Lethal EIA Confirmed in Pennsylvania Horse

Lethal EIA Confirmed in PA Horse

Quarantine

The Pennsylvania Department of Agriculture has quarantined two Dauphin County stables after a horse tested positive for equine infectious anemia (EIA).

Nineteen horses are quarantined at a Halifax horse farm. The EIA-positive diagnosis was discovered as a part of a routine screening when blood was pulled for the horse’s Coggins test.

The horse recently moved from another Dauphin County farm in Williamstown. Another 13 horses have been placed under quarantine as the state works to trace the infected horse’s movement.

Both stables’ horses are quarantined for 60-days. The quarantine will be lifted after all of the horses have been retested to ensure they are not infected.

In Pennsylvania, all horses must have a negative EIA test 12 months prior to entering the state. The only exception is for foals under 6 months, if they accompany their EIA-negative dam.

EIA is a viral disease, also known as swamp fever. It attacks the horse’s immune system and is transmitted by biting insects – primarily horse flies and deer flies. It can also be transmitted through infected needles being shared between horses.

There is no cure or vaccine to prevent EIA. Affected horses can carry the disease without symptoms for years or they may become acutely or chronically infected. Signs of the disease include fever, depression, anemia, and dependent edema, sometimes progressing to loss of condition, lethargy, and anorexia.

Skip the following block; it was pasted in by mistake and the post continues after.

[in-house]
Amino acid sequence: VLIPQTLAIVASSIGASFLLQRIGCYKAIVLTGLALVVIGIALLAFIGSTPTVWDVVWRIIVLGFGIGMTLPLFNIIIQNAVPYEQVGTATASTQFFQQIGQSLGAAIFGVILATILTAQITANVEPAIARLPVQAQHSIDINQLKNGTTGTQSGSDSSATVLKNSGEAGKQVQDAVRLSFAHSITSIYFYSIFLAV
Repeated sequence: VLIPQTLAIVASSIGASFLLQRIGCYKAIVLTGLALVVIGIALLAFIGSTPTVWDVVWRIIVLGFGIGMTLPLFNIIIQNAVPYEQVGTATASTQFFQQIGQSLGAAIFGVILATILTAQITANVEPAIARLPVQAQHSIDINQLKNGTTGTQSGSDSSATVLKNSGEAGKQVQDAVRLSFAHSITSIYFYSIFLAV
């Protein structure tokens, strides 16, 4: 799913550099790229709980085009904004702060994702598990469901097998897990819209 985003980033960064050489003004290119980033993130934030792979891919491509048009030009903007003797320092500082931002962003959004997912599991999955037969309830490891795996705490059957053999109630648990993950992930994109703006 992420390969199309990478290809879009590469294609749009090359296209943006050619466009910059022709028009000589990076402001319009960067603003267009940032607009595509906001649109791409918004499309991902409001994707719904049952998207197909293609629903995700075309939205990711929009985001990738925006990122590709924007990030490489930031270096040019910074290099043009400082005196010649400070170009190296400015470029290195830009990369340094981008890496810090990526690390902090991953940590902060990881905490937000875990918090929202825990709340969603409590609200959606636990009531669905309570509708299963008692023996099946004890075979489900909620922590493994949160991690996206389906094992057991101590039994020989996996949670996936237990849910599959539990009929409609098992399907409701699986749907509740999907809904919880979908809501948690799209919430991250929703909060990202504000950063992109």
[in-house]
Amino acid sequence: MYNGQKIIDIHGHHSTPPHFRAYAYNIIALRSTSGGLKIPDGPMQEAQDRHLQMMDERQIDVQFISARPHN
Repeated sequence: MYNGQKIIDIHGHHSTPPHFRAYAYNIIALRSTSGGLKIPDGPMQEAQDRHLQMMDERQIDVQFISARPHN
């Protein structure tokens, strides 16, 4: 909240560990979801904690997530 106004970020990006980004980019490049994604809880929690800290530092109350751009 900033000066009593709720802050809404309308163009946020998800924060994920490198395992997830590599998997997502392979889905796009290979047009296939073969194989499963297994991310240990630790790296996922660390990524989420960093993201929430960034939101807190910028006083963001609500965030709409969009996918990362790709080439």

There are no treatment options for infected horses so the United States Department of Agriculture requires euthanasia or strict lifelong quarantine for EIA-positive horses. Studies show that a 200-yard separation between an isolated positive EIA horse and other horses prevents transmission of the disease.

To help prevent the disease, veterinarians recommend insect control, good sanitation, and testing new horses with a Coggins test before bringing them onto your property. They say it is important to only use new, clean needles and syringes on every horse.

Stay with us for any updates pertaining to this health alert.